LifeLabs signage is seen outside of one of the lab’s Toronto locations, Tuesday, Dec. 17, 2019. (Cole Burston/The Canadian Press)

LifeLabs facing proposed class action over data breach affecting up to 15M clients

LifeLabs said the data hack affected up to 15 million customers, almost all of them in Ontario and B.C.

A proposed class action lawsuit has been filed against medical services company LifeLabs over a data breach that allowed hackers to access the personal information of up to 15 million customers.

In an unproven statement of claim filed in Ontario Superior Court on Dec. 27, lawyers Peter Waldmann and Andrew Stein accuse LifeLabs of negligence, breach of contract and violating their customers’ confidence as well as privacy and consumer protection laws.

The statement of claim was filed on behalf of five named plaintiffs, including lead plaintiff Christopher Sparling, but seeks to represent all Canadians who used LifeLabs’ services, or else those who were told they were affected by the breach, if that information becomes available.

The plaintiffs allege LifeLabs “failed to implement adequate measures and controls to detect and respond swiftly to threats and risks to the Personal Information and health records of the class members,” in violation of the company’s own privacy policy.

In the court document, specific allegations include a failure to implement “any, or adequate, cyber-security measures,” neglecting to hire or train personnel responsible for network security management, storing personal information on unsecured network and servers, and failing to encrypt the data.

LifeLabs has said the data hack affected up to 15 million customers, almost all of them in Ontario and British Columbia. The compromised database included health card numbers, names, email addresses, logins, passwords and dates of birth, but it was unclear how many files were accessed. The lab results of 85,000 customers in Ontario were also obtained by the hackers, the company said.

READ MORE: Hackers target LifeLabs medical database in B.C., Ontario

The class action, which has yet to be certified, asks for more than $1.13 billion in compensation for LifeLabs’ clients, who they say experienced repercussions including damage to their credit reputation, wasted time, and mental anguish.

“The Plaintiffs and the Class Members are therefore obliged to take all reasonable steps necessary to protect their information including hours of wasted time and inconvenience involved in applying for identity theft protection services, changing passwords, notifying financial institutions and applying for new social insurance numbers from Service Canada, as well as the humiliation and mental distress of having lab tests results released without their consent,” the statement of claim read.

The plaintiffs are also seeking additional punitive and moral damages.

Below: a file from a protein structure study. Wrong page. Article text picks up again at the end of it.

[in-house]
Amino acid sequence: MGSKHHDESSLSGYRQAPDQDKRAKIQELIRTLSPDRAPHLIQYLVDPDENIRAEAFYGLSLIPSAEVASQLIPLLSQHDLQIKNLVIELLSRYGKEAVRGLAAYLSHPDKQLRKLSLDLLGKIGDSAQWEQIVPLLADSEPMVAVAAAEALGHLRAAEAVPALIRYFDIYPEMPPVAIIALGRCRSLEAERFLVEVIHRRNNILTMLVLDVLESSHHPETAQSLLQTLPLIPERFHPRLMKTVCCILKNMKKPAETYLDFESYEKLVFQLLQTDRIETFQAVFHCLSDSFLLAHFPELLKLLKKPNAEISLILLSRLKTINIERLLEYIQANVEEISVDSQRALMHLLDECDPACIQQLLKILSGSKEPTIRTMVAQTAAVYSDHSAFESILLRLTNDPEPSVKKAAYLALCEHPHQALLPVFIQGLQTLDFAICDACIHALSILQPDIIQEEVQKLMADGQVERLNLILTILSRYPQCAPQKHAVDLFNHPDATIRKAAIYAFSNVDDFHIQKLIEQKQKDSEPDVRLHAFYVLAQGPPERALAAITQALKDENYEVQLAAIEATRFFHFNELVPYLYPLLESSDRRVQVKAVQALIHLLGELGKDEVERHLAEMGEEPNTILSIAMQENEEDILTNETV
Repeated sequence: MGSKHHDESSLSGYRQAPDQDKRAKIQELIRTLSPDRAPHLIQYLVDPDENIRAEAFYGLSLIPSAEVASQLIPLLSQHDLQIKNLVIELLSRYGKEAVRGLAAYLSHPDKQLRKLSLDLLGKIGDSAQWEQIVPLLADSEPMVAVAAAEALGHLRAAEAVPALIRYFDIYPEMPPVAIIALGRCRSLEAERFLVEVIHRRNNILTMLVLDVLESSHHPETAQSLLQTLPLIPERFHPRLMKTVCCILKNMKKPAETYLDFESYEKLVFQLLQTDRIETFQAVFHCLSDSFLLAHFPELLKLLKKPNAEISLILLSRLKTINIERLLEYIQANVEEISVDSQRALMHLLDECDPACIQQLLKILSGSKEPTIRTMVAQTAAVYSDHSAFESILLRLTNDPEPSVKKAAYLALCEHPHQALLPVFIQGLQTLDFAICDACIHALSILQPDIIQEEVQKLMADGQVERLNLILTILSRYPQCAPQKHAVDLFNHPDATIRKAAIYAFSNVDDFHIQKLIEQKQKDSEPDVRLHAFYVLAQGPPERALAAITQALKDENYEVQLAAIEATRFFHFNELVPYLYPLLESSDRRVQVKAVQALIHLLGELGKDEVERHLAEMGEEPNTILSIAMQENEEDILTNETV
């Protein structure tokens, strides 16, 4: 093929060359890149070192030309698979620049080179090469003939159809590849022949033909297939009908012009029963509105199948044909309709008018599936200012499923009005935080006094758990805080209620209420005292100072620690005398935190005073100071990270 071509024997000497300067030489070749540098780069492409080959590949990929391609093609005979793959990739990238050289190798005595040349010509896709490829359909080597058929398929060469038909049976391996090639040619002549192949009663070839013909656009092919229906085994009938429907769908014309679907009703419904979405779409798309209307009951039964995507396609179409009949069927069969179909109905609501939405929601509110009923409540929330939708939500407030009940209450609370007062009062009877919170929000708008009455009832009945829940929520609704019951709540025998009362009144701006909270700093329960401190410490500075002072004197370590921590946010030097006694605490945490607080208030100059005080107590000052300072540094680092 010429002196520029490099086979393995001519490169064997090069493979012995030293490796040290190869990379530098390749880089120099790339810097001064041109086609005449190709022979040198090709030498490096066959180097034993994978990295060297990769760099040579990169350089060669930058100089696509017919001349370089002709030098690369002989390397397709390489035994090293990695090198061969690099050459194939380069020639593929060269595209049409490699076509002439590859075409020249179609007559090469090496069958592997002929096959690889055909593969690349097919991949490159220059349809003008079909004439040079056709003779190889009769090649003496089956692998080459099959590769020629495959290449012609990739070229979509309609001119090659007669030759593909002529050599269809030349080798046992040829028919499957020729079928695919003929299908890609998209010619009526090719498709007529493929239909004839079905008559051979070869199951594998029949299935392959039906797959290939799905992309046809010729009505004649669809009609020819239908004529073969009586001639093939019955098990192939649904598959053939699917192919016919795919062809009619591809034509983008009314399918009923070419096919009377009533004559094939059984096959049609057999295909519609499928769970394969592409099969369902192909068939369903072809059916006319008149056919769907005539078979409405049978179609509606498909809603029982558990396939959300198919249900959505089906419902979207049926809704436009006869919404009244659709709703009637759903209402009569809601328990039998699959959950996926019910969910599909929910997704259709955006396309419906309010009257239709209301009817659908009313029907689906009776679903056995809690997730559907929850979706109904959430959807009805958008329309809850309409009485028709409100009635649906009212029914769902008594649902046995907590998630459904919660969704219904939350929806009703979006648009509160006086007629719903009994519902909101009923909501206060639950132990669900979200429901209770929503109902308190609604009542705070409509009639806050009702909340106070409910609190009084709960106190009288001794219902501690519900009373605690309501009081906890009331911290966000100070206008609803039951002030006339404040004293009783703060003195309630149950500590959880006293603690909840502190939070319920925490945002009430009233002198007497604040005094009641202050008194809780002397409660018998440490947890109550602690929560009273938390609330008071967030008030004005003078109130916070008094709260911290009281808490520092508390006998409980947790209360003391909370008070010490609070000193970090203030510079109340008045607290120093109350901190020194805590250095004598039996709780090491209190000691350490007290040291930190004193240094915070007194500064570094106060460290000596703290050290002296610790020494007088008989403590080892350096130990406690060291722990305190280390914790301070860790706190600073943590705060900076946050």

LifeLabs chief executive Charles Brown apologized earlier this month for the breach, which led the company to pay a ransom to retrieve the data.

The company also assured the public that its consultants have seen no evidence that data from LifeLabs has been trafficked by criminal groups that are known to buy and sell such data over the internet.

The company did not immediately respond to a request for comment on Sunday.

The Canadian Press


Like us on Facebook and follow us on Twitter.

Get local stories you won't find anywhere else right to your inbox.
Sign up here

Comments are closed

Just Posted

HAPHAZARD HISTORY: Ox team freighters play important role in Cariboo Gold Rush

The Cariboo Wagon Road was to provide a direct and dependable route

North Cariboo Seniors’ Council receives $10,000 from United Way

The funds will help the council provide meals to vulnerable seniors impacted by COVID-19

Regional district issues evacuation order for 9 residences near McBride

The Regional District of Fraser-Fort George issued the order on Sunday, July 4

FOREST INK: Microgrids in developing countries have many positive features

Columnist Jim Hilton writes about his experiences with “off the grid” power systems

B.C. accommodators need phone lines to light up as in-province travel given green light

Travel restrictions during the COVID-19 pandemic have decimated the tourism and hospitality industries

300 Cache Creek residents on evacuation alert due to flood risk as river rises

Heavy rainfall on Canada Day has river rising steadily, threatening 175 properties

First glimpse of Canada’s true COVID-19 infection rate expected mid-July

At least 105,000 Canadians have tested positive for COVID-19 since the coronavirus was identified

Police ramp up efforts to get impaired drivers off B.C. roads this summer

July is dedicated to the Summer CounterAttack Impaired Driving Campaign

Migrant workers stage multi-city action for full status amid COVID-19 risks

‘COVID-19 has exacerbated an existing crisis’

Okanagan school drops ‘Rebels’ sports team name, citing links with U.S. Civil War

Name and formerly-used images “fly in the face” of the district’s human rights policy, says board chair

PHOTOS: B.C.’s top doc picks up personalized Fluevog shoes, tours mural exhibition

Murals of Gratitude exhibit includes at least one portrait of Henry alongside paintings of health-care workers

In troubled times: Independence Day in a land of confusion

Buffeted by invisible forces and just plain worn out, the United States of America celebrates its 244th birthday

Stop enforcing sex work laws during COVID-19, advocates say

There are provisions in Canada’s prostitution laws that make workers immune from prosecution, but not from arrest

Most Read